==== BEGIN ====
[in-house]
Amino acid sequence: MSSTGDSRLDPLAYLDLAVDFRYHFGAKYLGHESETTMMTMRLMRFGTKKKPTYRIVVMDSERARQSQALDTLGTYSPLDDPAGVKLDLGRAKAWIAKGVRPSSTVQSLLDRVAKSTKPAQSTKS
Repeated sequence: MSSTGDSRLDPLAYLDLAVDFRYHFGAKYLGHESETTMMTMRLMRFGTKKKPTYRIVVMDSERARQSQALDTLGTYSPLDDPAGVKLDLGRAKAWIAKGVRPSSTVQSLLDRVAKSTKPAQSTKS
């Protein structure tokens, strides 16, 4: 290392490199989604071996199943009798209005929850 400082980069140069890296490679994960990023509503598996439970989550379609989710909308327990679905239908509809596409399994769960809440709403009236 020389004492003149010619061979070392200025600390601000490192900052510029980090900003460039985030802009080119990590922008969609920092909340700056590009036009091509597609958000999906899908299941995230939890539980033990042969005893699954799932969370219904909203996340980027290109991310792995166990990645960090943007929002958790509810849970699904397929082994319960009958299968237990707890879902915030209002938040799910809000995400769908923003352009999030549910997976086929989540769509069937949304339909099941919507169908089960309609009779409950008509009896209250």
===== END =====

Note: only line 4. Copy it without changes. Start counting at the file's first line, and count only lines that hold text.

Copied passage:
């Protein structure tokens, strides 16, 4: 290392490199989604071996199943009798209005929850 400082980069140069890296490679994960990023509503598996439970989550379609989710909308327990679905239908509809596409399994769960809440709403009236 020389004492003149010619061979070392200025600390601000490192900052510029980090900003460039985030802009080119990590922008969609920092909340700056590009036009091509597609958000999906899908299941995230939890539980033990042969005893699954799932969370219904909203996340980027290109991310792995166990990645960090943007929002958790509810849970699904397929082994319960009958299968237990707890879902915030209002938040799910809000995400769908923003352009999030549910997976086929989540769509069937949304339909099941919507169908089960309609009779409950008509009896209250």